Move Up to Aperture Priority

Once you get comfortable with Program mode you can move up to Aperture Priority mode. With aperture priority you set your aperture, and ISO, but the camera automatically sets the shutter speed. It’s pretty easy to get the hang of Aperture Priority mode and it gives you a lot more control over the depth of field in your photos. With Aperture Priority you also have access to exposure compensation, so you can also control brightness. Now you’re in charge of a few things! Look at you go! Once you’re really comfortable in Aperture Priority mode it’s just a little hop up to Manual mode!

Aperture Priority vs. Manual Mode

Now I actually think there are some situations where it’s better to use Aperture Priority over Manual mode! Sometimes light conditions are changing so quickly (or you’re moving through varied lighting conditions) that you might miss a shot if you’re trying to adjust your settings manually. This is often the case when shooting photojournalistically, in scenes with a lot of variety. So don’t think Manual mode is the only way to go. The key is to be comfortable in every mode, and then choosing the best one for the situation!

The key is to be comfortable shooting in every mode, and then to choose the best one for the situation!

Learn How to Shoot in Manual Mode

Excited about learning to shoot Manual mode? Awesome! We can show you exactly how to get comfortable taking control over your camera, and shooting in manual mode, in our easy-top-follow tutorial,  Extremely Essential Camera Skills!

It’s a multi-media tutorial, packed with example photos, illustrations and videos to make it really easy to learn this essential skill! You’ll gain a full understanding of aperture, shutter speed and ISO, get our three step process for finding the perfect settings every time, and learn all about focusing, lenses, white balance, and more!

It’s the guide we wish we had when we were first learning how to use our cameras, and it will have you you shooting in Manual mode in no time. Check it out here and start taking control over the look of your photos!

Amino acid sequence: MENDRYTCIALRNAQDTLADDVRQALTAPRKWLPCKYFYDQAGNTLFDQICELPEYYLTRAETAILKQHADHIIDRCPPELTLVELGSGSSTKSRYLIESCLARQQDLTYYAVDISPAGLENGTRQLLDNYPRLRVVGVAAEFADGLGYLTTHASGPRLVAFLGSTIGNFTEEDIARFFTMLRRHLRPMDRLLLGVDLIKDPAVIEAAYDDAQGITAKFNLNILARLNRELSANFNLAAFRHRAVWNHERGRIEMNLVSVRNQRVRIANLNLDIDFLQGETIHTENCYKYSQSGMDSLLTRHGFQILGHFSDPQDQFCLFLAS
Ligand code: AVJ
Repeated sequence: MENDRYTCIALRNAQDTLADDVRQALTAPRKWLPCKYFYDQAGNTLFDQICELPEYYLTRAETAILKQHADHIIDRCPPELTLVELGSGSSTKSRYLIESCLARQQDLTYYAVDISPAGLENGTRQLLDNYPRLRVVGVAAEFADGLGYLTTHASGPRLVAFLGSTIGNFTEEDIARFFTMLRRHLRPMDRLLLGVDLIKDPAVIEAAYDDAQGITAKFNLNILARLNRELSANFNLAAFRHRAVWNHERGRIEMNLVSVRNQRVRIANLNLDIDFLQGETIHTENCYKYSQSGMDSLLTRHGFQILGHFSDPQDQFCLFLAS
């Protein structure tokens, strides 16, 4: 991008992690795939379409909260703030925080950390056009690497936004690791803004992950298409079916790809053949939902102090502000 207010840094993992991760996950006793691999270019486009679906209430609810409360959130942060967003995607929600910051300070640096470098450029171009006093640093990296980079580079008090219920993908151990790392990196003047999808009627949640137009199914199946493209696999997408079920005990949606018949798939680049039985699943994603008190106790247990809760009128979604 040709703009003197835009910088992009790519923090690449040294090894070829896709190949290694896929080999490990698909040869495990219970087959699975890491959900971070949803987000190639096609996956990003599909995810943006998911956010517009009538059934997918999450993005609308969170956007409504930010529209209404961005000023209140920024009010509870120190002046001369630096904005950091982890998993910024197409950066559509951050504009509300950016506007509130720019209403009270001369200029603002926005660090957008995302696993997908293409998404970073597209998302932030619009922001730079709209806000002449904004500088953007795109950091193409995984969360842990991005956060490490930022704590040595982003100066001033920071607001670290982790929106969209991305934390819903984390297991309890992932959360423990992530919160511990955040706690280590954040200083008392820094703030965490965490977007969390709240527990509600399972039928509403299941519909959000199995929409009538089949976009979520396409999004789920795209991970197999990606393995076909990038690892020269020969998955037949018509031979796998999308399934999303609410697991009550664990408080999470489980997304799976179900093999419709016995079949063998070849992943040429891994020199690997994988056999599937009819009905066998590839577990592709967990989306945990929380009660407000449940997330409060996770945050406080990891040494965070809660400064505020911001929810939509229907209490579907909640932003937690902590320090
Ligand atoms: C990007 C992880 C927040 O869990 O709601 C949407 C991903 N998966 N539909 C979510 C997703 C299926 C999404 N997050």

Rob Lim

Hi there, I’m Rob! I’m a photography ninja here at Photography Concentrate. I love all things photography: shooting, teaching and always learning more! If I’m not reading up on the latest photography news, or studying a technique, I’m probably reading a book or planning our next adventure!

Extremely Essential Camera Skills

Extremely Essential Camera Skills

A multi-media tutorial designed to help you get control over your camera, and get creative and confident with your photography.

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Comments

12 Comments // Leave a comment

  1. I was brought up shooting on film, since then I’ve never felt comfortable using automatic mode. There’s something about being in complete control that amplifies the creative process of photography. I guess that’s my inner perfectionist speaking… Thank you for sharing your thoughts Rob :-)

  2. Good read thanks for sharing =)

  3. Yes, I agree with you 100%, shooting in manual mode is necessary if one wants to improve their photography skills and get better at what they are doing. It is not easy, especially if you are so used to just pointing and clicking your camera at something, but once one gets used to it, it opens up so many options.